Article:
In the 2016 election campaign, Theresa May said there had to be changes to the way UK companies were run. “If I’m prime minister,” she said, “we’re going to have not just consumers represented on company boards but workers as well.” Lobbied by the bosses-backed CBI (Confederation of British Industry), she changed her mind.
Peter Senge (best known for making systems thinking the fifth discipline of a learning organisation) uses an iceberg metaphor to make the point that we usually only see and react to events; i.e. what is above the waterline. The bulk of the iceberg sits below the waterline. Charles Hampden-Turner illustrates it like this:
The iceberg helps us analyse and interpret what is going on systemically – in this case in the nation’s governance arrangements. It prompts us to recognise the current trend and the required direction of travel that would lead towards a better balance of power in the system, improved relationships and more constructive debates between the players. It helps redirect us towards those changes we need to make that go much deeper than how a particular motion will be tabled and voted upon.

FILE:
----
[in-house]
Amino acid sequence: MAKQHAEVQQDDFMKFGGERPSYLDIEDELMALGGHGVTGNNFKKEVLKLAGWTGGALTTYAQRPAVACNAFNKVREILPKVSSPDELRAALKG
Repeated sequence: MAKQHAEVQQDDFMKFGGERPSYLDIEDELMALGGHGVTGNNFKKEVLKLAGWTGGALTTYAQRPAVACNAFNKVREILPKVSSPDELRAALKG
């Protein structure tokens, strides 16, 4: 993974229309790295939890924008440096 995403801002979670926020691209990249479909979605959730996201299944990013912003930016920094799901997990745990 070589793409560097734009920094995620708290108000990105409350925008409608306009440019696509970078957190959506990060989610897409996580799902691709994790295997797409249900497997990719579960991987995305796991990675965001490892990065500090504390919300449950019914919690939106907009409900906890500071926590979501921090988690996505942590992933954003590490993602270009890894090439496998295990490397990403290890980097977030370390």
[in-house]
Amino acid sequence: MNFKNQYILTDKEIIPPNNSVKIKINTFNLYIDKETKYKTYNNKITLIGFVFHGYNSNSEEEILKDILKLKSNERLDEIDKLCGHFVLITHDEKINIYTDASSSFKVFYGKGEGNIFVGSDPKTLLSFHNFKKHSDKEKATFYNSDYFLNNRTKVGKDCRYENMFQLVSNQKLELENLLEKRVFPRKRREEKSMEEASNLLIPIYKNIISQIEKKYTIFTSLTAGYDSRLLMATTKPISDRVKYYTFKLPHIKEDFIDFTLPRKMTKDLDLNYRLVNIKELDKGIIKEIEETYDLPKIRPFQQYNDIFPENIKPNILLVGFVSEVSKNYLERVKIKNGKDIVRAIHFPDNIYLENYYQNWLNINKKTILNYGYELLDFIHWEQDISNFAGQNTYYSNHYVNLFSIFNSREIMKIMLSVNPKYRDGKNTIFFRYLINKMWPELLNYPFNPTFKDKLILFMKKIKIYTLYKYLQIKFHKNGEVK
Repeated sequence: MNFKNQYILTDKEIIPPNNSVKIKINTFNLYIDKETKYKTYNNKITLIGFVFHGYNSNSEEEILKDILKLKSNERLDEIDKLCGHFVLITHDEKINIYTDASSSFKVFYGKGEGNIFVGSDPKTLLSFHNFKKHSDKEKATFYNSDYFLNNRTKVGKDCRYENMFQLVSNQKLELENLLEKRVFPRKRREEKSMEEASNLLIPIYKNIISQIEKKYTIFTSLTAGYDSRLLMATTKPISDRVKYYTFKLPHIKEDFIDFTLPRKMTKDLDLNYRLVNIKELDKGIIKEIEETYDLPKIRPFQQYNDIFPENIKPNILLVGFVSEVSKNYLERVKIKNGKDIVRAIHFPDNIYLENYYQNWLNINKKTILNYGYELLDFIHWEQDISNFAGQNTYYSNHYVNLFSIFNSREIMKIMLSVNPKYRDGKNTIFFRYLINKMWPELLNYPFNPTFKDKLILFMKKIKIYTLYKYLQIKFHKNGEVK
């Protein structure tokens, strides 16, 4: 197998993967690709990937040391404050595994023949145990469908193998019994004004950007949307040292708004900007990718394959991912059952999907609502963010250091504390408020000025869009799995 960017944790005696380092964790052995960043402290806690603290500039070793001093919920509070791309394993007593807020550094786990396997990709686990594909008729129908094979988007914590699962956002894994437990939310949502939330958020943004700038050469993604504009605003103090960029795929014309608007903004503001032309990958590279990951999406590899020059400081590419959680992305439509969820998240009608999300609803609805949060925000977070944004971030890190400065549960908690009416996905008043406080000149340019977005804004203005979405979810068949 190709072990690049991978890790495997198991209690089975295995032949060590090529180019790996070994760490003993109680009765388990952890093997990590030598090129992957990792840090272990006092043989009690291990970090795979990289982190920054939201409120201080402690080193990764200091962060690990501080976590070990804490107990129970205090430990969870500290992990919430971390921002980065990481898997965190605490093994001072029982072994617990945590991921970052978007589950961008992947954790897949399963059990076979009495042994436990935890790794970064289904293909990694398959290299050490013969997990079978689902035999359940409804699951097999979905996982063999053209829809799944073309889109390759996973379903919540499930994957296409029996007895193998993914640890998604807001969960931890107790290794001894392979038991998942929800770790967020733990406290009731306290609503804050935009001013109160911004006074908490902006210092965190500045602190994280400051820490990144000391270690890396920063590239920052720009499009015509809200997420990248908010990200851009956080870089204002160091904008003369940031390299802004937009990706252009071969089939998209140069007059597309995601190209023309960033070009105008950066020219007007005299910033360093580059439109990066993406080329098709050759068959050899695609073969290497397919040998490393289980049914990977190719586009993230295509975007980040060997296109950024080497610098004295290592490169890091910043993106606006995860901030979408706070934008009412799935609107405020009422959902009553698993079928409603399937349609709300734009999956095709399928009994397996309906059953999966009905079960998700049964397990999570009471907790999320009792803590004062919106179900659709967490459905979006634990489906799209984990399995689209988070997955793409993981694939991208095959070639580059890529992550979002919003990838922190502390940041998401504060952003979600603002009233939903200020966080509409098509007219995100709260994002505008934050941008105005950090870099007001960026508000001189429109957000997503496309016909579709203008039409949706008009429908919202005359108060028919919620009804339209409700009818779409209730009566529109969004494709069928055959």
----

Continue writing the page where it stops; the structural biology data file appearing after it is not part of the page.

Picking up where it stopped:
In his latest book The Crisis of Western Capitalism (due for publication later this year) Charles Hampden-Turner says:
None of this can be tackled unless we examine our own mental models, the deepest layer in the illustration, which have shaped the systems underlying these patterns. The very fact that we take events so seriously comes in part from the way we see the world, as particles not waves, parts not wholes, as an earth to be dominated not nurtured and sustained. If we seek to make fundamental changes to our culture then we need re-examine what many of us have taken for granted much of our lives. Cultures have deeply embedded assumptions and some are more favourable to creating wealth and to innovating than are others. In order really to learn we cannot just ask ourselves “does this person come up to scratch?” We need to ask “does scratch come up to the endowment of human beings? Should the model itself be changed?”
Westminster is failing Charles’ ultimate test (just as his namesake did in 1649. He wasn’t up to scratch.) More importantly, what it means to be up to scratch itself needs rethinking. And that seems to be true of leadership everywhere.